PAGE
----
Ah, trade show season, where intrepid camera specialists steal daringly into exhibition centres like Indiana Jones on the hunt for a little golden statue, trying to avoid impalenent by cargo-cult defensive devices. In this tortured analogy, the little golden statue is a tempting piece of camera equipment, and the huge rolling boulder of doom is the realisation that every piece of gear tends to need someone to look after it, and boiling down a whole grip and camera department into a stabilised gimbal with remote pan and tilt probably just means we’ll have a big crew bumping shoulders around one piece of gear.
The gear’s cheaper. The crew isn’t.
Yes, some pieces of equipment combine both functions and crew. Jimmy Jib operators have been doing all their own booming, tracking, panning, tilting, zooming, irising and focussing for decades, something that somehow requires half a dozen people around a Technocrane. People who do all those jobs on cranes and Steadicams for live broadcast, increasingly on big-chip cameras, are the ninjas of film and television and often don’t get the recognition they deserve.
Sheer human endeavour
This used to apply applied only to people with the money for big-ticket gear. At the lower end, most shows couldn’t afford more equipment than they could afford the people to operate. At first, it might seem like a great idea to build handheld stabilised gimbals with pan and tilt control, focus motors, and enormous sensors. They work wonderfully when operated by someone on a skateboard, capturing the inevitable sunset low angle of someone else on a skateboard, heavily featuring the sponsored Reeboks.
The excitable-film-student interpretation is that this obviates lots of high-end equipment. Track and dolly is a positively prehistoric idea, and cranes are obviated by a stepladder and a particularly fleet-of-foot person who combines the roles of grip, operator and focus puller. It saves on setup time, studio space, rental fees, transportation resources, street closures and doughnuts at the craft service table.
A lot of people will object to that idea because they work at the high end of single camera drama, where there’s usually one person for every lever, knob, dial or button. Obviously, they’re doing that solely because of their dedication to screencraft and their insistence on excellence, and nothing to do with job protectionism, but the big realisation here should be that all this highly-integrated equipment actually changes very little. The limit wasn’t the equipment, even when the equipment was fantastically expensive. Or – well – that was one of the limits, but another limit was the sheer human endeavour involved in controlling it all.
One Cerebral Cortex
In short, the skateboarding works, but creating the sort of thirty-second unbroken shots that a big crew can do with the best gear probably still requires the big crew. It’s really difficult to move the camera through the right path, point the camera in the right direction, set the focus to the right point, and avoid tripping over one’s own feet as the talent wanders vaguely near a mark. Human beings only have one cerebral cortex, and pursuing big-screen results in that situation is not something most humans can do reliably. It depends on the shot, but for complex stuff, even Steadicam operators on single-camera shows are generally excused the focus, iris and zoom controls.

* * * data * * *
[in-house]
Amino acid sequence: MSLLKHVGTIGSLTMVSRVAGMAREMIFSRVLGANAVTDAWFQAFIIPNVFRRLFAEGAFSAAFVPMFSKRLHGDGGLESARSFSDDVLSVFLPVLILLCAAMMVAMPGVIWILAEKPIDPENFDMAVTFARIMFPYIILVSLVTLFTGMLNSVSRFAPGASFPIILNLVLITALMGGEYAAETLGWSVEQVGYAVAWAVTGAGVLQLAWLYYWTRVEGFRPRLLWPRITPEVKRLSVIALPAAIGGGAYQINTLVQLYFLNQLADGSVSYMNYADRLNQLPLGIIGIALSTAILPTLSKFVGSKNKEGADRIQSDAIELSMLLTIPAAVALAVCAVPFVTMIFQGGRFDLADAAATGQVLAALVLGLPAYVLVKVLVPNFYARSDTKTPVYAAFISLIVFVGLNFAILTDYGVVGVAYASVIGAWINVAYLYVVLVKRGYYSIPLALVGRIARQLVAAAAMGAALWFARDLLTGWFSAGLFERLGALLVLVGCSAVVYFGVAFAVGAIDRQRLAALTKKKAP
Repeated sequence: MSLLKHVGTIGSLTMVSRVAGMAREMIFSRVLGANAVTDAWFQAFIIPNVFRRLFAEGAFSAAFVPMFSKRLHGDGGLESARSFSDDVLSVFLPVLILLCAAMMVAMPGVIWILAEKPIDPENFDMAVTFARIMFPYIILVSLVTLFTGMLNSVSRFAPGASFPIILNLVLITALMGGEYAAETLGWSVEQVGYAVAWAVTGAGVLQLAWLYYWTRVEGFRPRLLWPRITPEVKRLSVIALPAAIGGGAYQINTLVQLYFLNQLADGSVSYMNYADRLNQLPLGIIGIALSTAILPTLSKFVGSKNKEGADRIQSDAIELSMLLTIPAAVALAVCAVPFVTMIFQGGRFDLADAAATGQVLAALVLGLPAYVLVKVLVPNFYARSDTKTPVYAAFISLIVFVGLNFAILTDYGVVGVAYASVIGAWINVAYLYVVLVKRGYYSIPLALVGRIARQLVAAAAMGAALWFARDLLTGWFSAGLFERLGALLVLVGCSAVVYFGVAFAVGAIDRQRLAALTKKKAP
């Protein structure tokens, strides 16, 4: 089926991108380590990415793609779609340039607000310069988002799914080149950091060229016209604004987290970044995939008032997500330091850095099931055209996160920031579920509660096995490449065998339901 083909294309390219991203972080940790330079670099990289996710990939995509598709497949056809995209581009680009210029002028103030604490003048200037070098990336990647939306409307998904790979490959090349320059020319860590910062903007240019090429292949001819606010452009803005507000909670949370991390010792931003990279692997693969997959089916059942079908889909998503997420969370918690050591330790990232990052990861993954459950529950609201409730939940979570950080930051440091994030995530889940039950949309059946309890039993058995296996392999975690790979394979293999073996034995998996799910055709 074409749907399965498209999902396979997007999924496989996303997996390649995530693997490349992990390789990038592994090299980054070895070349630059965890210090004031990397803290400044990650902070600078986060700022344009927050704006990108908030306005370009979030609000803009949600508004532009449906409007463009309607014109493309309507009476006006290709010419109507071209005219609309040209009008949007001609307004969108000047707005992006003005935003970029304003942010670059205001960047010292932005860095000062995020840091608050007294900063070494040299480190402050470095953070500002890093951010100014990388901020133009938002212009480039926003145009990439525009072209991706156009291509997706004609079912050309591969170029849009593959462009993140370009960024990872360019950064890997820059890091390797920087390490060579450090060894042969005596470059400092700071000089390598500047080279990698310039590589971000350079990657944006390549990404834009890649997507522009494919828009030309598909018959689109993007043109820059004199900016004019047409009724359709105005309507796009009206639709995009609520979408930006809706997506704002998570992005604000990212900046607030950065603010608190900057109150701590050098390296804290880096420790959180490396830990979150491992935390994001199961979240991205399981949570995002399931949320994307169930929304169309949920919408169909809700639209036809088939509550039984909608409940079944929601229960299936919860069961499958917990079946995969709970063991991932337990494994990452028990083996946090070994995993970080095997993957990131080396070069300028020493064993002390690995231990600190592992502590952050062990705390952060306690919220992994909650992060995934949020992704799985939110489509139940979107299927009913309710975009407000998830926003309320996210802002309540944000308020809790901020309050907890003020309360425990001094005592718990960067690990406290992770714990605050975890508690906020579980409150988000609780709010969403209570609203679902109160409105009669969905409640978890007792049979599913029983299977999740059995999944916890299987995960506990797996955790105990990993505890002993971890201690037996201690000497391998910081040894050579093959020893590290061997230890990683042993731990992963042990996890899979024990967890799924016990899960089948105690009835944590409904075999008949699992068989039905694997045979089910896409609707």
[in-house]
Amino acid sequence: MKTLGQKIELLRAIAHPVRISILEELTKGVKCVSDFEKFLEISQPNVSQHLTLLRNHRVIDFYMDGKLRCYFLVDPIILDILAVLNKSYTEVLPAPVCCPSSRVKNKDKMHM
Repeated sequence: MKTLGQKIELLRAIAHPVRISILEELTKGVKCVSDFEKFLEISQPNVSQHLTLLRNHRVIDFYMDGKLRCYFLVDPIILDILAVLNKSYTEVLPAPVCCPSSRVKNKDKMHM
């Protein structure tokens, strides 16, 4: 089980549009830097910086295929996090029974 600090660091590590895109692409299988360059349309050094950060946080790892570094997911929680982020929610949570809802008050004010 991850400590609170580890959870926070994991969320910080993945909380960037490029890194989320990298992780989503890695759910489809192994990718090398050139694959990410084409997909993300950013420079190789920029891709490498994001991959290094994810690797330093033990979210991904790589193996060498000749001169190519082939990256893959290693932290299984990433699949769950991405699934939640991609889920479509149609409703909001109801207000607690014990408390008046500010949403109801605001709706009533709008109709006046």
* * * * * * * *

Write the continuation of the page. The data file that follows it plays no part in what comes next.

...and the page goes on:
If all this sounds like a stern, finger-wagging lecture from an increasingly middle-aged curmudgeon, well, it is, but the news isn’t all bad. No, hugely integrated camera systems don’t suddenly make it possible to pull of immensely complicated and intricate camera moves with no crew and no time, but they do make it possible to pull off immensely complicated and intricate camera moves with a decent crew, and that’s still a lot cheaper.
There are benefits beyond money, too. Anyone who’s used a slider with a fluid head – which is probably most of us – will be painfully aware that going sideways in a nice, smooth, consistent manner is easy, but that operating the camera tends to put lumps in the move that require a very light touch to avoid. A remote head is big and expensive. A gimbal with remote control isn’t. The line drawn between “gimbal” and “stabilised remote head” is fuzzy and political and determined largely by whether it was unloaded from a big white truck, but either is likely to be smaller, lighter, and easier to set up than a geared on a dolly capable of supporting that head and its operator.
Neck with Extra Bones
And, of course, the remote head operator can sit in the corner behind a monitor, feet up on a pelican case, sipping coffee between comfortably executing 720-degree pans which would otherwise demand a three-foot neck with extra bones in order to keep an eye to the viewfinder. The availability of that to small shows does make a difference, although those shows mostly still need one person to push and one person to pan and tilt.
Operating today’s feature-rich gear has affects beyond single camera work. It’s now possible, in principle, to mail some remote-control cameras to the other side of the world and produce a sophisticated broadcast from a hot desk on a not-so-nearby continent. Some of those control systems are so compact that it’s more or less impossible for a traditional gallery’s worth of production personnel to crowd around them. As technology begins to overtake the human condition, then, let’s just bear in mind that the option to put all of the controls under the hand of one person doesn’t necessarily mean that one person has the sheer mental bandwidth to operate it all.
It’d be a surprise if the trade show season didn’t offer us a lot more ways to do more things with fewer pieces of gear. Happily, they’re also a good place to meet like-minded people who might later make themselves available to operate it all.